14,000-year-old animal paintings discovered in underground Spanish cave

June 14, 2016 by  
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Archaeologist Deigo Garate made the amazing find nearly 1,000 feet underground in the northern Spanish cave . No one had excavated the area that deeply yet, even though Garate has spent ten years searching Basque Country caves and Atxurra has been known for over 80 years. He told The Local , “It is an exceptional find, the equivalent of discovering a lost Picasso.” Related: 5.5-million-year-old cave holds prehistoric secrets few people have ever seen The paintings were found in excellent condition, with charcoal and flint tools nearby. One depiction features a bison being hunted and pierced with over twenty spears – the most detailed, speared bison depiction in all of Europe. The Atxurra discovery could also be hold the record for most animal figures in all of Basque Country. Garate says, “Without doubt it is the most important discovery of my career.” Via Hyperallergenic Images via Bizkaia Provincial Council

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14,000-year-old animal paintings discovered in underground Spanish cave

New ‘Hobbit’ fossils provide a glimpse into human relative

June 9, 2016 by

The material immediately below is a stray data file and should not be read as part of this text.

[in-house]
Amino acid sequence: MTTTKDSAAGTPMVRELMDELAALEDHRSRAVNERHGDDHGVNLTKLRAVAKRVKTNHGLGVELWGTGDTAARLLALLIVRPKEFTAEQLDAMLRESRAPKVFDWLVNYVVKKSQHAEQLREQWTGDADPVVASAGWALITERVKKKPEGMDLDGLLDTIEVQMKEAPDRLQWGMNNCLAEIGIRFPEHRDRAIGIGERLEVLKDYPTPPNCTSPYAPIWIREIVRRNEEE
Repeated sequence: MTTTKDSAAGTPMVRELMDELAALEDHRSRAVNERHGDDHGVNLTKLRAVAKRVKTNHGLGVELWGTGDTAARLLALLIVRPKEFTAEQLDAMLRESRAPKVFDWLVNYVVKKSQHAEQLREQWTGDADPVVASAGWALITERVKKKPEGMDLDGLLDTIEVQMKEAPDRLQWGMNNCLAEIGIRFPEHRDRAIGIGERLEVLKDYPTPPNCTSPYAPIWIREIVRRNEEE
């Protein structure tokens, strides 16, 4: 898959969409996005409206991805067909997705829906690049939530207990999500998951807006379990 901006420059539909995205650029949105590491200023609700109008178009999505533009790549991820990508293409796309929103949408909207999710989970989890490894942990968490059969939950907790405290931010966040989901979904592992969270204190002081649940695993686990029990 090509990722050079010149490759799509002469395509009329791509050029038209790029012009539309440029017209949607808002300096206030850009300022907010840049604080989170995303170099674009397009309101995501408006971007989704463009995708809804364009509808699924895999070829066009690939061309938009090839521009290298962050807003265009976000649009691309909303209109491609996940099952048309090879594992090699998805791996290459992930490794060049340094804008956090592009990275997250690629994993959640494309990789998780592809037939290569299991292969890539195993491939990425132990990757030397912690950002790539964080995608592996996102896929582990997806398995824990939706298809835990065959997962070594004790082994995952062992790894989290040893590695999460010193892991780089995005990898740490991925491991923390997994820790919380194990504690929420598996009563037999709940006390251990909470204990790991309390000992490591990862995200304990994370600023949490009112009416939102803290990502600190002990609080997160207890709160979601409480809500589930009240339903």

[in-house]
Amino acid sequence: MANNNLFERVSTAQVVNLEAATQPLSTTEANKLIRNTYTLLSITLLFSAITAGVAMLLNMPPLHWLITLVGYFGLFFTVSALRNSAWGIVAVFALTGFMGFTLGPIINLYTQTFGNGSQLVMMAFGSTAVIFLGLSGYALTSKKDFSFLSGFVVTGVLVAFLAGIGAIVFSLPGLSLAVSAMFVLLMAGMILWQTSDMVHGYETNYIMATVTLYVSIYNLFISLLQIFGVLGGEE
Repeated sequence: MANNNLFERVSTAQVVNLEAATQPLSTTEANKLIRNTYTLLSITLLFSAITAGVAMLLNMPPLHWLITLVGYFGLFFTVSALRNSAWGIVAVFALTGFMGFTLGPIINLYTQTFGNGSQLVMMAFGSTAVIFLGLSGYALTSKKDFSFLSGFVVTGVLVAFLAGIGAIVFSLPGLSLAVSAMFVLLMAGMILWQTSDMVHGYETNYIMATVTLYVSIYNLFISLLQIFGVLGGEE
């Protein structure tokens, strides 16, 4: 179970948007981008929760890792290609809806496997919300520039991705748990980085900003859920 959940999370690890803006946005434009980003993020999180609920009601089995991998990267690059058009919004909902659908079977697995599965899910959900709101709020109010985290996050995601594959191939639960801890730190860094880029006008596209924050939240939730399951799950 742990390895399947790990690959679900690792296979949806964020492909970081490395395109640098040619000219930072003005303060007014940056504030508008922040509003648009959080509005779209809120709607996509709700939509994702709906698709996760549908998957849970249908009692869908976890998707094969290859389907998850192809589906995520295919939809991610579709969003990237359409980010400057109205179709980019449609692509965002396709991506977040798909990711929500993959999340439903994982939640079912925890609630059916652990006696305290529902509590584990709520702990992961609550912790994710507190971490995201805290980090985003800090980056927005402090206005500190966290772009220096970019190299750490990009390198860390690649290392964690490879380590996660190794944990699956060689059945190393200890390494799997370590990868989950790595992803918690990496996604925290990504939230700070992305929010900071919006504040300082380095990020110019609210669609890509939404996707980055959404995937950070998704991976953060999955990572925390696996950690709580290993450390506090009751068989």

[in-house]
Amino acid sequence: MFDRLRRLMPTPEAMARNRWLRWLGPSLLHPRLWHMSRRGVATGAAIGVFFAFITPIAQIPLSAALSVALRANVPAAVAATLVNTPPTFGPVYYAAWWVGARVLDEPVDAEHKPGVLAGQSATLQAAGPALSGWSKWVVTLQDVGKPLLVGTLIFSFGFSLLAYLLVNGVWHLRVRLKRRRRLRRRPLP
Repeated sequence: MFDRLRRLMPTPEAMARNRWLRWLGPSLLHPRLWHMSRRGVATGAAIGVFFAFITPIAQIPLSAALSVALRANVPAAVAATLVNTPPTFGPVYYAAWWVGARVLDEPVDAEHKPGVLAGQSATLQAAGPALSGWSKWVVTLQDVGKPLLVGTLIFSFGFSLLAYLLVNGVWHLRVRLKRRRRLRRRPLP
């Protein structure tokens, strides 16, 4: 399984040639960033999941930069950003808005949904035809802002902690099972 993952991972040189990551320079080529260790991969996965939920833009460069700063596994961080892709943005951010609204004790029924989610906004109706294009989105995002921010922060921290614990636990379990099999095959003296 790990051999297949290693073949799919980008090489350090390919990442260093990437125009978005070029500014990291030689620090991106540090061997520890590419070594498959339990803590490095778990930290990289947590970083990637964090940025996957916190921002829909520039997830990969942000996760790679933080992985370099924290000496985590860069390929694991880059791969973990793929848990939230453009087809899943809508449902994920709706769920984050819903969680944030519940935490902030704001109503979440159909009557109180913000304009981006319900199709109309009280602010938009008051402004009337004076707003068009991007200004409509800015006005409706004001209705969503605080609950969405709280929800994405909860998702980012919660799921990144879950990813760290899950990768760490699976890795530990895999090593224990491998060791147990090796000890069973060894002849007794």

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With the discovery of a tooth here or a bone fragment there, archaeologists piece together the history of humanity – and a recent discovery on the Indonesian island of Flores provides new insight into human evolution . The teeth and mandible belong to a tiny 3-foot-tall hominin species many have nicknamed ‘Hobbits.’ Archaeologists first discovered these Hobbits, or Homo floresiensis , back in 2004 in the Liang Bua cave on western Flores. At that time the fossils created more questions than answers. Did they evolve from Homo erectus , or from other smaller hominins such as Homo habilis or Australopithecus ? They appear to have been small, with small brains, leading some to think they didn’t evolve from Homo erectus at all. Related: Did scientists just discover a new kind of ancient human? In 2014, archaeologists discovered new Hobbit fossils at Mata Menge, about 30 miles east of Liang Bua on Flores in an older layer of rock. This month, the journal Nature published their findings . The six teeth from at least three individuals and one mandible fragment they found reveals the Hobbits likely did evolve from Homo erectus . If that is the case, then the Hobbits’ bodies and brains shrunk. The archaeologists say it would have been an ” evolutionary reversal .” The Hobbits had small brains about the size of a chimpanzee’s, according to Gerrit van den Bergh, lead author on the recently published paper. However, they showed signs of sophistication and walked upright. As one explanation, the archaeologists speculate that since they lived on an island, perhaps they didn’t require large brains. In a video for Nature, Van den Bergh said, “Maybe they didn’t need such a big brain, because a brain is a very expensive organ, and maybe a smaller brain might work as well here in an island setting. But what is clear is that they made stone tools so they were not stupid.” The fossils uncovered date to about 700,000 years ago and were older than the Liang Bua fossils. Via ABC News Images via screenshot